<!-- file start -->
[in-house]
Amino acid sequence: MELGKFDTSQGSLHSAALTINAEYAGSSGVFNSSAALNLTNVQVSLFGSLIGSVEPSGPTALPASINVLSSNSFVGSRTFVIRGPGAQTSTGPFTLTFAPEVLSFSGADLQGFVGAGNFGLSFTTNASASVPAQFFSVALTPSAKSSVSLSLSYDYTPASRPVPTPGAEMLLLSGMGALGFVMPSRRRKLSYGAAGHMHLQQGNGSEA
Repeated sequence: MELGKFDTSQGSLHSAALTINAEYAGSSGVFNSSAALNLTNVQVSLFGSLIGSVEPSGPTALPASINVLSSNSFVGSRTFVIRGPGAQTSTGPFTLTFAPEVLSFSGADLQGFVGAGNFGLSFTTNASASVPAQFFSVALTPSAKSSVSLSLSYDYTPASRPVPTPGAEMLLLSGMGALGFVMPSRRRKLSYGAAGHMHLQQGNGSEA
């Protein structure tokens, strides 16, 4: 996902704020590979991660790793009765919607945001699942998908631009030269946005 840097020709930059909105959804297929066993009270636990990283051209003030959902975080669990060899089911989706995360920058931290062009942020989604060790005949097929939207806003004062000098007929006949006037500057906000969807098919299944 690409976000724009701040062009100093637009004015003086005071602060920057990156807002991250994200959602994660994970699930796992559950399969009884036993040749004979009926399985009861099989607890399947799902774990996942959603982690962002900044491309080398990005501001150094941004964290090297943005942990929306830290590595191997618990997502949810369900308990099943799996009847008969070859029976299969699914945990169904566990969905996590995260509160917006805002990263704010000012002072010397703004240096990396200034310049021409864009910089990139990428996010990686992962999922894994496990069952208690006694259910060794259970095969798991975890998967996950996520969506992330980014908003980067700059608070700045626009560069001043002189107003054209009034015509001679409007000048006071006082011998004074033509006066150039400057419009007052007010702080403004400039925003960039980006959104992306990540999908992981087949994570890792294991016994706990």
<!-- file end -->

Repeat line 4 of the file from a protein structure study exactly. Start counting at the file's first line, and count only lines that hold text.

């Protein structure tokens, strides 16, 4: 996902704020590979991660790793009765919607945001699942998908631009030269946005 840097020709930059909105959804297929066993009270636990990283051209003030959902975080669990060899089911989706995360920058931290062009942020989604060790005949097929939207806003004062000098007929006949006037500057906000969807098919299944 690409976000724009701040062009100093637009004015003086005071602060920057990156807002991250994200959602994660994970699930796992559950399969009884036993040749004979009926399985009861099989607890399947799902774990996942959603982690962002900044491309080398990005501001150094941004964290090297943005942990929306830290590595191997618990997502949810369900308990099943799996009847008969070859029976299969699914945990169904566990969905996590995260509160917006805002990263704010000012002072010397703004240096990396200034310049021409864009910089990139990428996010990686992962999922894994496990069952208690006694259910060794259970095969798991975890998967996950996520969506992330980014908003980067700059608070700045626009560069001043002189107003054209009034015509001679409007000048006071006082011998004074033509006066150039400057419009007052007010702080403004400039925003960039980006959104992306990540999908992981087949994570890792294991016994706990």